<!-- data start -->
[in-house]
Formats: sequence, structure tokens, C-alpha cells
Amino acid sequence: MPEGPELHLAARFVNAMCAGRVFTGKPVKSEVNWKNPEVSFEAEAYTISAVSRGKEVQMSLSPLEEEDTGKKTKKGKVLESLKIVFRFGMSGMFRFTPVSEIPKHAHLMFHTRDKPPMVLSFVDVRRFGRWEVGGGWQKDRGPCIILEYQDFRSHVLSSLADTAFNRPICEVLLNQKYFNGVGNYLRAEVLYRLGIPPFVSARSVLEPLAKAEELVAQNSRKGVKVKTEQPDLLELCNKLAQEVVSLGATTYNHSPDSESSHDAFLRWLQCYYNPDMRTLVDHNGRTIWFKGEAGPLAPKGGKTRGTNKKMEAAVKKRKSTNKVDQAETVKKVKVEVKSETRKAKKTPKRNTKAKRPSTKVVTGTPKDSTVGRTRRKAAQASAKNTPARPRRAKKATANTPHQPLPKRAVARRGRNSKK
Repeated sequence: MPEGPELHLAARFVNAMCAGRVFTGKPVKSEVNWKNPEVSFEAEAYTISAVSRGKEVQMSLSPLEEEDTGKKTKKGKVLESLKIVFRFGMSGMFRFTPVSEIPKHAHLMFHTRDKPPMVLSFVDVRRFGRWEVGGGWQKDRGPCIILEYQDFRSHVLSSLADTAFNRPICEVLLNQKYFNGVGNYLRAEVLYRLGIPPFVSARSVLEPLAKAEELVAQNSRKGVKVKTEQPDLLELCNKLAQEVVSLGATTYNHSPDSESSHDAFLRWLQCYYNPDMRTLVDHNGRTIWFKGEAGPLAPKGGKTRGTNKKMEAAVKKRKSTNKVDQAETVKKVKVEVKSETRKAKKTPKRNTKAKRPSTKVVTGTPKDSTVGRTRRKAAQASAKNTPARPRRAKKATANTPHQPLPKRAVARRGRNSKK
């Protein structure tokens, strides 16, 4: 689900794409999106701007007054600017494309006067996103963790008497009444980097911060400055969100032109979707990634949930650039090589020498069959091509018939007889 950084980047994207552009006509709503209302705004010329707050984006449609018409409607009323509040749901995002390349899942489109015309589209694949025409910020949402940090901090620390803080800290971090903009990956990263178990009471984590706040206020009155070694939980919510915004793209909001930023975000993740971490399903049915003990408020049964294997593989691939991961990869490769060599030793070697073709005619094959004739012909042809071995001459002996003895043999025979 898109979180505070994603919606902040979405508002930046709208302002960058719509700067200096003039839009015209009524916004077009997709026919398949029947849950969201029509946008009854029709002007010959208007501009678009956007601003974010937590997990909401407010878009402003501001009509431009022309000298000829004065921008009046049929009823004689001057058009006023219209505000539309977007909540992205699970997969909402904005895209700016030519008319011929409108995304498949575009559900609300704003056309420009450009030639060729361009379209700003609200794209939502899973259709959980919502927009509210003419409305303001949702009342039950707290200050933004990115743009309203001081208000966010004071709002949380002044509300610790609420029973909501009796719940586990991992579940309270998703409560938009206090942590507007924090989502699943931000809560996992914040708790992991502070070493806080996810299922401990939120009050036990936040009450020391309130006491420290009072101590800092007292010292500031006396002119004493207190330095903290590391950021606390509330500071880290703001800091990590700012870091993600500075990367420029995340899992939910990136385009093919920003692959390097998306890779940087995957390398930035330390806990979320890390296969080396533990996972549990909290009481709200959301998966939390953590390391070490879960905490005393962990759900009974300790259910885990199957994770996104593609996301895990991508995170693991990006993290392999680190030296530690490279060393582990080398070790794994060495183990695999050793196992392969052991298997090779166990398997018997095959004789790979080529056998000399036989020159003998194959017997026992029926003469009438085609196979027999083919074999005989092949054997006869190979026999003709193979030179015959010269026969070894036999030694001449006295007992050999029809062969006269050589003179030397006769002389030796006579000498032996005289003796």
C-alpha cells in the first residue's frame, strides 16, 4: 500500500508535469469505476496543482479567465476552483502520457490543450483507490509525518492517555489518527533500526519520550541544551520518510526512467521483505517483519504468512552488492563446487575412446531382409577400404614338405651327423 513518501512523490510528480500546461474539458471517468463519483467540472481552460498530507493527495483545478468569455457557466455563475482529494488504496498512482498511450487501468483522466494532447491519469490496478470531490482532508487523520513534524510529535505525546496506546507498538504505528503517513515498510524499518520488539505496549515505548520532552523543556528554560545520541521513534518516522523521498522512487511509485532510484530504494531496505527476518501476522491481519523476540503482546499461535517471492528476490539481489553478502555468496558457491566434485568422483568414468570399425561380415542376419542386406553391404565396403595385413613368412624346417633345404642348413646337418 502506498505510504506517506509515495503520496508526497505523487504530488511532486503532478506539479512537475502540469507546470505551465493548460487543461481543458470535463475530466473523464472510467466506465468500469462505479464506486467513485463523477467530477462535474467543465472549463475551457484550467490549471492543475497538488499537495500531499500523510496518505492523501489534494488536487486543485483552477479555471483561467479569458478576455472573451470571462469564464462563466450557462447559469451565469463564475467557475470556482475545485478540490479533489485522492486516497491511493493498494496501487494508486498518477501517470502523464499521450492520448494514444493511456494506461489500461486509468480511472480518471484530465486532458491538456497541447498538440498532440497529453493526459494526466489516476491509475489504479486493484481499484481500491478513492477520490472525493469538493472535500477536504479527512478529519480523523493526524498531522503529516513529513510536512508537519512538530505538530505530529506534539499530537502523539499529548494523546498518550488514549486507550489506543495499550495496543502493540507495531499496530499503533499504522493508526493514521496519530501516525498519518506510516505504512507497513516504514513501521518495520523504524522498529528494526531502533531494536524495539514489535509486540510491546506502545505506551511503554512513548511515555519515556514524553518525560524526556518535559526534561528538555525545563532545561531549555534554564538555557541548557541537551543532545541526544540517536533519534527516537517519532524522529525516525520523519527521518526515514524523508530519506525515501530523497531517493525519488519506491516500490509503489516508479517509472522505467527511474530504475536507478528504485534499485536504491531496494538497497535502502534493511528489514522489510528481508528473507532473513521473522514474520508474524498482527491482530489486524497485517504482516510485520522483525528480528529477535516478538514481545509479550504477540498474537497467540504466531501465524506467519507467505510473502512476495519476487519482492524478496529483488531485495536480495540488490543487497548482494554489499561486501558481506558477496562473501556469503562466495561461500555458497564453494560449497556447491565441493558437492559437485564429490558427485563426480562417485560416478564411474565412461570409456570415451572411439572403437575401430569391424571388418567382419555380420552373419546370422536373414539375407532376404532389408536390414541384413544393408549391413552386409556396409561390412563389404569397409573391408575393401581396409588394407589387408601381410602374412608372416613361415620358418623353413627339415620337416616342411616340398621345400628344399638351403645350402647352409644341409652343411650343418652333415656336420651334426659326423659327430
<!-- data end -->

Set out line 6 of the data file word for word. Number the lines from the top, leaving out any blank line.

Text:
C-alpha cells in the first residue's frame, strides 16, 4: 500500500508535469469505476496543482479567465476552483502520457490543450483507490509525518492517555489518527533500526519520550541544551520518510526512467521483505517483519504468512552488492563446487575412446531382409577400404614338405651327423 513518501512523490510528480500546461474539458471517468463519483467540472481552460498530507493527495483545478468569455457557466455563475482529494488504496498512482498511450487501468483522466494532447491519469490496478470531490482532508487523520513534524510529535505525546496506546507498538504505528503517513515498510524499518520488539505496549515505548520532552523543556528554560545520541521513534518516522523521498522512487511509485532510484530504494531496505527476518501476522491481519523476540503482546499461535517471492528476490539481489553478502555468496558457491566434485568422483568414468570399425561380415542376419542386406553391404565396403595385413613368412624346417633345404642348413646337418 502506498505510504506517506509515495503520496508526497505523487504530488511532486503532478506539479512537475502540469507546470505551465493548460487543461481543458470535463475530466473523464472510467466506465468500469462505479464506486467513485463523477467530477462535474467543465472549463475551457484550467490549471492543475497538488499537495500531499500523510496518505492523501489534494488536487486543485483552477479555471483561467479569458478576455472573451470571462469564464462563466450557462447559469451565469463564475467557475470556482475545485478540490479533489485522492486516497491511493493498494496501487494508486498518477501517470502523464499521450492520448494514444493511456494506461489500461486509468480511472480518471484530465486532458491538456497541447498538440498532440497529453493526459494526466489516476491509475489504479486493484481499484481500491478513492477520490472525493469538493472535500477536504479527512478529519480523523493526524498531522503529516513529513510536512508537519512538530505538530505530529506534539499530537502523539499529548494523546498518550488514549486507550489506543495499550495496543502493540507495531499496530499503533499504522493508526493514521496519530501516525498519518506510516505504512507497513516504514513501521518495520523504524522498529528494526531502533531494536524495539514489535509486540510491546506502545505506551511503554512513548511515555519515556514524553518525560524526556518535559526534561528538555525545563532545561531549555534554564538555557541548557541537551543532545541526544540517536533519534527516537517519532524522529525516525520523519527521518526515514524523508530519506525515501530523497531517493525519488519506491516500490509503489516508479517509472522505467527511474530504475536507478528504485534499485536504491531496494538497497535502502534493511528489514522489510528481508528473507532473513521473522514474520508474524498482527491482530489486524497485517504482516510485520522483525528480528529477535516478538514481545509479550504477540498474537497467540504466531501465524506467519507467505510473502512476495519476487519482492524478496529483488531485495536480495540488490543487497548482494554489499561486501558481506558477496562473501556469503562466495561461500555458497564453494560449497556447491565441493558437492559437485564429490558427485563426480562417485560416478564411474565412461570409456570415451572411439572403437575401430569391424571388418567382419555380420552373419546370422536373414539375407532376404532389408536390414541384413544393408549391413552386409556396409561390412563389404569397409573391408575393401581396409588394407589387408601381410602374412608372416613361415620358418623353413627339415620337416616342411616340398621345400628344399638351403645350402647352409644341409652343411650343418652333415656336420651334426659326423659327430